Since 1969, Indiana has had a law requiring Hoosiers to pay a "use tax," which essentially is state tax for any purchase where Indiana sales tax is not collected.
To collect online sale taxes, McFarland said some brick-and-mortar businesses, such as the Simon Property Group, owner of the Markland Mall, are seeking congressional support requiring every business to charge sale taxes regardless of location.
While some online businesses without a physical presence in the state haven't offered support for collecting online sales taxes, the Online Selling Association -- a membership group of online sellers -- supports a sales tax based on the tax where a business is located.
And to address a lack of enforcement of online sales taxes, McFarland said Indiana has partnered with 23 other states to create the Streamline Sales Tax Initiative that provides a way for online retailers to pay sales taxes.
Currently, McFarland said more than 1,800 online businesses have voluntarily begun collecting sales tax on behalf of states through the program.
Yet, not every shopper is aware of Indiana's use law, much less the new sales-tax initiative.
"I think the last thing I think about once I click and add a purchase to my [online] basket is did they include Indiana sales tax," said Gary E. Woods, of Converse, as he recently visited the Peru Public Library.
"In fact, I know it's the last thing I am thinking about. It's getting too complicated to me and I don't like shopping anyway."
Yearly, more than 3.1 million people file individual income-tax returns in Indiana, but McFarland said last year only 24,000 Indiana taxpayers reported using the use tax, amounting in more than $1.4 million being collected.
"With so many people shopping online these days, we realize there are far more who probably owe the use tax from online purchases," said IDR Commissioner John Eckart. "At this point, we're trying to educate Hoosiers about the law so they'll know about it and follow it as the state requires."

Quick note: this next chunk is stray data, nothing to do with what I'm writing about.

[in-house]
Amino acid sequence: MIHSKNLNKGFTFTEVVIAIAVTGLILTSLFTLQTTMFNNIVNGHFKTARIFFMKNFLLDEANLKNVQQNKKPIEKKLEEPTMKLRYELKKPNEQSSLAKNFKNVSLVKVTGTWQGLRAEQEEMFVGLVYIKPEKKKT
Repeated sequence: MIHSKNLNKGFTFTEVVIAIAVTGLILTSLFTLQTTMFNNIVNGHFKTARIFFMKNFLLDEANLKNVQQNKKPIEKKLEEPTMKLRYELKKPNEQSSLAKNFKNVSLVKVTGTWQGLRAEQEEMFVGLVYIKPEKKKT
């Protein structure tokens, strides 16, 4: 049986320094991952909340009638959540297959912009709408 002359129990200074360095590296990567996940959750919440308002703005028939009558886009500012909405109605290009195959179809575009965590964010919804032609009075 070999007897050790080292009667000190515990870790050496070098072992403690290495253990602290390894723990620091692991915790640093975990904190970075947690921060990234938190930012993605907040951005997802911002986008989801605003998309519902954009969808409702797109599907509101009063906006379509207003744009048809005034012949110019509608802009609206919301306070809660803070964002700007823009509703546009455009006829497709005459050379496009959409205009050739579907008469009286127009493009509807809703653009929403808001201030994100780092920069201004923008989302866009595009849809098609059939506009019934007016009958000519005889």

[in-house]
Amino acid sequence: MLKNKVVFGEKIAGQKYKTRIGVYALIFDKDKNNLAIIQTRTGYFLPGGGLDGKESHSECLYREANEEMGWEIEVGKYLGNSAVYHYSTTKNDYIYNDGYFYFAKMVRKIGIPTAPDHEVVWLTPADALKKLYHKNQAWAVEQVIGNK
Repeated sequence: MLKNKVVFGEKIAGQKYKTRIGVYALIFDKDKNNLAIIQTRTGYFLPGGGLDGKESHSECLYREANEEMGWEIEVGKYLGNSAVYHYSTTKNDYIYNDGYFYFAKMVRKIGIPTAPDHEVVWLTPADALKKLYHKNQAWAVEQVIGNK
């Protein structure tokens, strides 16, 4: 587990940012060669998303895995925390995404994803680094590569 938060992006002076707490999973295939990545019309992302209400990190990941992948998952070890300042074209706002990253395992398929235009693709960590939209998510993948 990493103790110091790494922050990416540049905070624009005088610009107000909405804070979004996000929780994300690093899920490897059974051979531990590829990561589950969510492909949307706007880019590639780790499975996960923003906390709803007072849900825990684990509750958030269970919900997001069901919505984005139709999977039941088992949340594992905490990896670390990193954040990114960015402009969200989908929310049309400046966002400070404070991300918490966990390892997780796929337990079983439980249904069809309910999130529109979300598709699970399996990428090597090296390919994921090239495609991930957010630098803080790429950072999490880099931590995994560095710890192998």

According to comScore.com, on Cyber Monday 2009, consumers spent more than $880 million online, making it the second highest spending day of 2009.
Furthermore, Forrester Research indicates as soon as 2014, Internet sales will account for 10 percent of all retail purchases -- $248.7 billion.
So as more consumers shop online, they'll need to be cognizant a good online deal may not be worth it if sale taxes are not included and will have to be paid later, said Kiseol Yang, assistant professor of merchandising at the University of North Texas.
The sales-tax money Indiana is missing is more than nickels and dimes, said McFarland. She said it amounts to big bucks when it's all added up.
A recent University of Tennessee study indicates Indiana could lose more than $398 million in uncollected sale taxes on online sales and 45 other states can lose upwards to $34 billion.
That money, said McFarland, needs to be collected to invest in the rest of the state's services.
"The tax we collect goes toward education, corrections, Medicaid," said McFarland. "Being able to give that money to these programs gives Indiana its strength."